Stan sorry for injured Nadal
Stanislas Wawrinka said he felt sorry for an injury-troubled world No 1 Rafael Nadal after claiming his first Grand Slam title in dramatic fashion on Sunday.
The eighth seed roared through the first two sets and overcame the distraction of a back injury to Nadal, and then the loss of the third set, to win the Australian Open final 6-3 6-2 3-6 6-3.
It was a stunning win for the Swiss player, who had not beaten Nadal in their previous 12 matches, while it has taken him 36 Grand Slam appearances to win his first major title.
He is also the first man to beat Novak Djokovic and Nadal at the same grand slam, and turning to the Spaniard he said: "I'm really sorry for you and I hope your back is going to be fine.
"You're a really great guy, a good friend and an amazing champion. It's always a pleasure to play with you."
Wawrinka, who lost in five sets to Djokovic in last year's fourth round added: "For me it's the best Grand Slam ever. I'm enjoying very much to play here.
"Last year I lost a crazy match and I was crying a lot. I still don't know I'm dreaming but we'll see tomorrow morning."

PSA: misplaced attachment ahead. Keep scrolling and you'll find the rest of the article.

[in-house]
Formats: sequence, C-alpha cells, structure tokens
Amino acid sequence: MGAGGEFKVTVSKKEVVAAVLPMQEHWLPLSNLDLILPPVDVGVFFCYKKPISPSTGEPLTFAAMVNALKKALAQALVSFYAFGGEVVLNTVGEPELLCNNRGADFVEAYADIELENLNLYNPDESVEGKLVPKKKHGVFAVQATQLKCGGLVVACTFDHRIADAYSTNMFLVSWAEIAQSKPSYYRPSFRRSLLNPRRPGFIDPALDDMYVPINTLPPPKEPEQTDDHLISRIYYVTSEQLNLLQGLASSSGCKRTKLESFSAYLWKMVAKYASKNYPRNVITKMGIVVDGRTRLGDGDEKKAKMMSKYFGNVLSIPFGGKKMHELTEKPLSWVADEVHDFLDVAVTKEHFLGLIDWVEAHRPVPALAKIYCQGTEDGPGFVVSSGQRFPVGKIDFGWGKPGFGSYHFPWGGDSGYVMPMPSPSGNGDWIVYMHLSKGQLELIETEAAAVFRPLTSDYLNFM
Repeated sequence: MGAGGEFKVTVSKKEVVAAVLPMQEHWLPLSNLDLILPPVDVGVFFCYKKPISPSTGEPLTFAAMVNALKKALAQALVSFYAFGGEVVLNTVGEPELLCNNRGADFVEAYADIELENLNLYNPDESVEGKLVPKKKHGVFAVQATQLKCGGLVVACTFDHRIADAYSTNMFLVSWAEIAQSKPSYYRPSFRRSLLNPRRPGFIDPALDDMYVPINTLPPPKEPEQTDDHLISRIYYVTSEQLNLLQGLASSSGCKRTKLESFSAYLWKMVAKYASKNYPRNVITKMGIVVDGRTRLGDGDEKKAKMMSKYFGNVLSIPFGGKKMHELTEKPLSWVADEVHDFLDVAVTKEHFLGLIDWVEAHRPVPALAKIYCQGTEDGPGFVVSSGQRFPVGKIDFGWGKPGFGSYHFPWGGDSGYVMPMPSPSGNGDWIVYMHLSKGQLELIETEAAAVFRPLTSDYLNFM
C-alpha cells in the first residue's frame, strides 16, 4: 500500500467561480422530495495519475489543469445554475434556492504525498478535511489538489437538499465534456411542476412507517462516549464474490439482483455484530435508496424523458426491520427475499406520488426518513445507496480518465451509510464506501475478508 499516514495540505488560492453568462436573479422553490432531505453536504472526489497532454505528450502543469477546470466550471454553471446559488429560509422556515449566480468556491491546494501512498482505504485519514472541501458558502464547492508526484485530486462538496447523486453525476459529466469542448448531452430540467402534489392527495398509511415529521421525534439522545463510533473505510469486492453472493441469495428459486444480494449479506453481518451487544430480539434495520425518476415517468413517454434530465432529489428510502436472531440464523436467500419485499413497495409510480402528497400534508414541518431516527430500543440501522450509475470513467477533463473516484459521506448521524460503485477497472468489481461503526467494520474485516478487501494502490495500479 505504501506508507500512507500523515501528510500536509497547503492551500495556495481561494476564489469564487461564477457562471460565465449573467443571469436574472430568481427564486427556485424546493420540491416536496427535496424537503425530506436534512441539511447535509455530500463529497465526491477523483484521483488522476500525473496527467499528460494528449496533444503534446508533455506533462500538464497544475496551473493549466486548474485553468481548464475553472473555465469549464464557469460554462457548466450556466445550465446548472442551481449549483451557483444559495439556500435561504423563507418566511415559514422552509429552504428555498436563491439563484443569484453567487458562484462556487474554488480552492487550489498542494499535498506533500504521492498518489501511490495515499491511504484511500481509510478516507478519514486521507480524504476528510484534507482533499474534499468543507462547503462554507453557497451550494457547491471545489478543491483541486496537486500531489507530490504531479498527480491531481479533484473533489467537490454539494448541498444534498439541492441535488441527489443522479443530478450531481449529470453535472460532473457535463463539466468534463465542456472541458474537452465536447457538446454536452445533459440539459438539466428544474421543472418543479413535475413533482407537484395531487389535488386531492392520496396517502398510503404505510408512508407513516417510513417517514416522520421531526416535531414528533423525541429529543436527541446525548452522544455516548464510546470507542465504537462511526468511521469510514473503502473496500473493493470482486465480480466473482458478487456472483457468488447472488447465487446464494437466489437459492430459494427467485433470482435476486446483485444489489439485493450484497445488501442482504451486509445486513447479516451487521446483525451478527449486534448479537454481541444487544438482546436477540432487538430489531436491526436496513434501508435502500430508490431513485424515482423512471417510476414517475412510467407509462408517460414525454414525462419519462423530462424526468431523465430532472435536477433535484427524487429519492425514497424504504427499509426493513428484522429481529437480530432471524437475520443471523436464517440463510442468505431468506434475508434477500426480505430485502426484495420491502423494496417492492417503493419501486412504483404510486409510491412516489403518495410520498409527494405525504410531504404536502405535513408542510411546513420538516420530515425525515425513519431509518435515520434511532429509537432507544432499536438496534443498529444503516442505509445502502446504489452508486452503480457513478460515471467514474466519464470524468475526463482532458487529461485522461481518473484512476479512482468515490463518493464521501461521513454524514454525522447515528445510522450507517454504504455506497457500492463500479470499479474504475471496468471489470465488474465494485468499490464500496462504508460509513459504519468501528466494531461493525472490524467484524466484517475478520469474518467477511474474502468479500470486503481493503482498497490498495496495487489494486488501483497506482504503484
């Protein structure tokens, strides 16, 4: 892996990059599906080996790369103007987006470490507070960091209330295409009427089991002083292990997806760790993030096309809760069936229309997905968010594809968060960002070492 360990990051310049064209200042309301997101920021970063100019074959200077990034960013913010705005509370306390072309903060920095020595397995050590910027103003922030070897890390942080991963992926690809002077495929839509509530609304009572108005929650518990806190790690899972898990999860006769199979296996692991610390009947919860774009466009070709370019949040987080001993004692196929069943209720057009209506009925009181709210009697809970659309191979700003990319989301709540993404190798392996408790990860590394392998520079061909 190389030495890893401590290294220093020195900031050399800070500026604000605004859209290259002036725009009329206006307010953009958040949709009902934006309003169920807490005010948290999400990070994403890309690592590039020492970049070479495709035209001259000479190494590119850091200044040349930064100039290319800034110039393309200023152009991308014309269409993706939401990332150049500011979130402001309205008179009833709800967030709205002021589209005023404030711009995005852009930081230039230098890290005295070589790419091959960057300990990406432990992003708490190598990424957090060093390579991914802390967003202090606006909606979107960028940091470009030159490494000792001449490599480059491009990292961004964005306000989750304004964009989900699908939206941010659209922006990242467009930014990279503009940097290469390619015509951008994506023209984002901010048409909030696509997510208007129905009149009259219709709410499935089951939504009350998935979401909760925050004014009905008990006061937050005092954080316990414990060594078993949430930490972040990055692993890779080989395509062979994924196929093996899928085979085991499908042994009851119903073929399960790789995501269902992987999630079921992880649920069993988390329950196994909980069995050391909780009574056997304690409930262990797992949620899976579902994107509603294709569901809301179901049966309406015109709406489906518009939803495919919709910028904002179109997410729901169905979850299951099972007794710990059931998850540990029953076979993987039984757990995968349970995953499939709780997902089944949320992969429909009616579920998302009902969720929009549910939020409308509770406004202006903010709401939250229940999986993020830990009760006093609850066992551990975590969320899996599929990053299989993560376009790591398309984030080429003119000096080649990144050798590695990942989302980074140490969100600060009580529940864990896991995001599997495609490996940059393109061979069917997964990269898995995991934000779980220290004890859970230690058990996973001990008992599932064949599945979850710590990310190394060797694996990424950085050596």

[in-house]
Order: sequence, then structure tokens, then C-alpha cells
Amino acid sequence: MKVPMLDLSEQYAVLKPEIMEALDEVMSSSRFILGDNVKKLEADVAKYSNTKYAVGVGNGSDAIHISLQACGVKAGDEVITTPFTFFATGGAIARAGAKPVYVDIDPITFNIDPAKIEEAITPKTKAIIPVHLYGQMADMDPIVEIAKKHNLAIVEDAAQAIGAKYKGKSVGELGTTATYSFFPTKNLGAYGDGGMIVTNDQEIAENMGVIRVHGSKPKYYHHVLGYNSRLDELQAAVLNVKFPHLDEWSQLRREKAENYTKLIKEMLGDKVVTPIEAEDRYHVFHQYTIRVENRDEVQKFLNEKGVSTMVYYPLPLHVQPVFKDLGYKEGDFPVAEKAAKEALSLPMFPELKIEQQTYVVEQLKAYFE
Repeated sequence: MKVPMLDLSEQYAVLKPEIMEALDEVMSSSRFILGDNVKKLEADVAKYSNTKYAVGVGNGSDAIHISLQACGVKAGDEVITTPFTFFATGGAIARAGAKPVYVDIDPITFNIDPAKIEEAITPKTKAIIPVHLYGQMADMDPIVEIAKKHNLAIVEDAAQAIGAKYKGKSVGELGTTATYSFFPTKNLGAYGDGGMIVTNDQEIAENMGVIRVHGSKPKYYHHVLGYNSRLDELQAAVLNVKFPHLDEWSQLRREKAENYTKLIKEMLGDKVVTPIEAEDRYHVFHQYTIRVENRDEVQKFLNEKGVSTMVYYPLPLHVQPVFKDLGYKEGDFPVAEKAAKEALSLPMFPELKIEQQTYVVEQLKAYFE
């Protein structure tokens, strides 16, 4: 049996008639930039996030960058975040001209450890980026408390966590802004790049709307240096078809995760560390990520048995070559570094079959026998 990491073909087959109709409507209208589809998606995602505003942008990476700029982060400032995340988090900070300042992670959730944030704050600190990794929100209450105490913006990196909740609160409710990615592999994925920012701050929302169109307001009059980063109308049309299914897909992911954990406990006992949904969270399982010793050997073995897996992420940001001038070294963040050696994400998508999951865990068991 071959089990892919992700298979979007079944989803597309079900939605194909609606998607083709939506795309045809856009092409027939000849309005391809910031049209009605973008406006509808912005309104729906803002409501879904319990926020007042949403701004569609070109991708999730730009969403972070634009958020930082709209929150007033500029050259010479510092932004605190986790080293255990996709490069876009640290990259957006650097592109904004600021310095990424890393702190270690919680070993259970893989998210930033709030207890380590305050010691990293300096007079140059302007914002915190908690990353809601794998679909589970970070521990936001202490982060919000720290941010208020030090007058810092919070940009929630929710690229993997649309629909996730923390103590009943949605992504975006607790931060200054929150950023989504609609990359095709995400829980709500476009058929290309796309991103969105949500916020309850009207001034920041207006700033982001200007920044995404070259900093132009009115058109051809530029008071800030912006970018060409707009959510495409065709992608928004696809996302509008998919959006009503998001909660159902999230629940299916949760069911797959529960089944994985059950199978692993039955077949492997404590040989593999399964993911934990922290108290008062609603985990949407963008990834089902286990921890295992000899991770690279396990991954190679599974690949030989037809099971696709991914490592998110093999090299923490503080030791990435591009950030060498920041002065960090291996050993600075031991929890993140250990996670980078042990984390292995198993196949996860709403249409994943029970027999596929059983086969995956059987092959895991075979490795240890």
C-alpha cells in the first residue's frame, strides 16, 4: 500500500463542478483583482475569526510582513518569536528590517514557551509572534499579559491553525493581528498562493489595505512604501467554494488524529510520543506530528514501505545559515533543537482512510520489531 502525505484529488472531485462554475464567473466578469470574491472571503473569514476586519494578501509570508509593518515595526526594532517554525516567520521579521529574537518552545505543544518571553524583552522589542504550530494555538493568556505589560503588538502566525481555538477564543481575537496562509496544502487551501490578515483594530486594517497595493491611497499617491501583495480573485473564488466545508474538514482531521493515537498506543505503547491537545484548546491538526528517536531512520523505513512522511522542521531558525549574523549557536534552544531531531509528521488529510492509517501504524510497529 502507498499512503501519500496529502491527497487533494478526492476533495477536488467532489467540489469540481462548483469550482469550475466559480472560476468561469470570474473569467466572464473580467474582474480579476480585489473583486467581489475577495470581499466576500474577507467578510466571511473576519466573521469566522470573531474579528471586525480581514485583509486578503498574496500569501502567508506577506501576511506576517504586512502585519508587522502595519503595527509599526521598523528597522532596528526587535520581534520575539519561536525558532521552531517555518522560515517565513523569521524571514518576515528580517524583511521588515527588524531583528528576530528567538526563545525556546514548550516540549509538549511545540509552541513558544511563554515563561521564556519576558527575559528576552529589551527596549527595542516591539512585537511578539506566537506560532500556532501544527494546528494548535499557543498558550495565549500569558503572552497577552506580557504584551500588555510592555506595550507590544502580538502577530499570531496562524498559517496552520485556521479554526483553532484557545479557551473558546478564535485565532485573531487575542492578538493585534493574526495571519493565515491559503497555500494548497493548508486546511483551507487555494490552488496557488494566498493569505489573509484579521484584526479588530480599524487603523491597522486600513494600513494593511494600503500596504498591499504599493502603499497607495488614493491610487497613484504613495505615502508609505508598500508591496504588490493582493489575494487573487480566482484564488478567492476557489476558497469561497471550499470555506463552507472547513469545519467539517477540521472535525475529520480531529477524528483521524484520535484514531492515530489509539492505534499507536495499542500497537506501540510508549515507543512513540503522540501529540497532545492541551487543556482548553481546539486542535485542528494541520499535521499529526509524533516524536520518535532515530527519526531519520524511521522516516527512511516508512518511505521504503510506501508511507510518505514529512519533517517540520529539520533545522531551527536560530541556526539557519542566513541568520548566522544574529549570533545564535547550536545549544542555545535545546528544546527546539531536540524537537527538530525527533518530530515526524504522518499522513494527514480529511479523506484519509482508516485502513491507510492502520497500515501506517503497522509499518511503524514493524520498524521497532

Wawrinka also had a long argument with the chair umpire Carlos Ramos when Nadal left the court for treatment, insisting he should be told the nature of his opponent's injury.
"I just wanted to know what was the problem of Rafa. Because before he asked for the physio, he was checking his feet. I didn't know really what was the problem," he said.
"Normally when the physio is coming on the court, the umpire always tells the opponent why he's coming. He didn't want to tell me, so I got (annoyed)."
Wawrinka is still planned to play Switzerland's Davis Cup tie with Serbia, starting on Friday - providing he survives his raucous celebrations.
"Davis Cup, it's really important for me. I'm really proud. It's a big honour to play for my country. So for sure I'm still thinking to go there," he said.
"I don't know how I'm going to get there exactly, if I'm still going to be alive after tonight, but I'm going to go there... There's a big chance I get drunk tonight, but we'll see."
The triumph capped a remarkable fortnight for Wawrinka, who became the first man in 21 years to beat the top two seeds at a grand slam since Sergi Bruguera pulled off the feat at the French Open in 1993.